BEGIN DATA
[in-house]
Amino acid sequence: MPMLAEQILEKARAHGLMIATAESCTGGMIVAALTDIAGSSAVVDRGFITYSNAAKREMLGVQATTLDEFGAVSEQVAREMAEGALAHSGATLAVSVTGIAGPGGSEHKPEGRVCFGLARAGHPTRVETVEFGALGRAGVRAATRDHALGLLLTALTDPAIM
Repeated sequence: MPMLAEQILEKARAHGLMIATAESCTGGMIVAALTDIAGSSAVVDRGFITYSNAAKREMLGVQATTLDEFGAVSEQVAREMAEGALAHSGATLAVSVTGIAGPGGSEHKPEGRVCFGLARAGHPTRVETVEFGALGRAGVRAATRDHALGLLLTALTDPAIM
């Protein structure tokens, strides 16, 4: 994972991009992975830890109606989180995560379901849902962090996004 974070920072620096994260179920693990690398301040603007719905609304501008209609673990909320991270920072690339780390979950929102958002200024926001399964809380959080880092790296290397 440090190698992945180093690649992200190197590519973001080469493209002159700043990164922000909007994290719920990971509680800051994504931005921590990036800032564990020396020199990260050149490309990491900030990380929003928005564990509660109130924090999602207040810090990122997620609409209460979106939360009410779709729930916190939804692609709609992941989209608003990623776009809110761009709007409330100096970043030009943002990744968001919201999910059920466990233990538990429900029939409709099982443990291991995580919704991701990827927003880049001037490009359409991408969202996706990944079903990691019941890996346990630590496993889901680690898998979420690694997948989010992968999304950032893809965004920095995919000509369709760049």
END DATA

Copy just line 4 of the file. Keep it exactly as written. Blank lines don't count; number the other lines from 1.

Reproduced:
């Protein structure tokens, strides 16, 4: 994972991009992975830890109606989180995560379901849902962090996004 974070920072620096994260179920693990690398301040603007719905609304501008209609673990909320991270920072690339780390979950929102958002200024926001399964809380959080880092790296290397 440090190698992945180093690649992200190197590519973001080469493209002159700043990164922000909007994290719920990971509680800051994504931005921590990036800032564990020396020199990260050149490309990491900030990380929003928005564990509660109130924090999602207040810090990122997620609409209460979106939360009410779709729930916190939804692609709609992941989209608003990623776009809110761009709007409330100096970043030009943002990744968001919201999910059920466990233990538990429900029939409709099982443990291991995580919704991701990827927003880049001037490009359409991408969202996706990944079903990691019941890996346990630590496993889901680690898998979420690694997948989010992968999304950032893809965004920095995919000509369709760049």